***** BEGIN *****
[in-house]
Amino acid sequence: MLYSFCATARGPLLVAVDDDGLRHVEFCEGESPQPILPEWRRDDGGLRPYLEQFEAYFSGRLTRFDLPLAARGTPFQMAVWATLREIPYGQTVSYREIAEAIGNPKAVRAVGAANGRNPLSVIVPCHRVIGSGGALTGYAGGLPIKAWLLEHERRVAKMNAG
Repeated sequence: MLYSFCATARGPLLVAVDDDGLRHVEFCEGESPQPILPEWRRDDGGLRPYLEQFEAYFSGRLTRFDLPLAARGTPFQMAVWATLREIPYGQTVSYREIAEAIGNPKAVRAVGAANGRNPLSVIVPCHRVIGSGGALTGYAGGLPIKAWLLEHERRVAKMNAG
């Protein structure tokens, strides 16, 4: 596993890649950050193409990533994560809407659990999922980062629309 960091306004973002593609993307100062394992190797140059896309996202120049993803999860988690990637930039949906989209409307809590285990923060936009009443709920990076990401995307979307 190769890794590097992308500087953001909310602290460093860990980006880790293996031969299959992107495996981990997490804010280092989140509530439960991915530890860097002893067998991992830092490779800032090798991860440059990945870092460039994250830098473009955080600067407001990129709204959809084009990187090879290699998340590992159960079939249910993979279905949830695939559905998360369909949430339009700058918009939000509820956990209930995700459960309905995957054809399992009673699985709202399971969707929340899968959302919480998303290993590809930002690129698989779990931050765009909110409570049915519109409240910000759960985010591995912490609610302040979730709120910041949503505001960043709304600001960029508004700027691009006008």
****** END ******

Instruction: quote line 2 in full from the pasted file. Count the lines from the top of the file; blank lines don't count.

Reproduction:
Amino acid sequence: MLYSFCATARGPLLVAVDDDGLRHVEFCEGESPQPILPEWRRDDGGLRPYLEQFEAYFSGRLTRFDLPLAARGTPFQMAVWATLREIPYGQTVSYREIAEAIGNPKAVRAVGAANGRNPLSVIVPCHRVIGSGGALTGYAGGLPIKAWLLEHERRVAKMNAG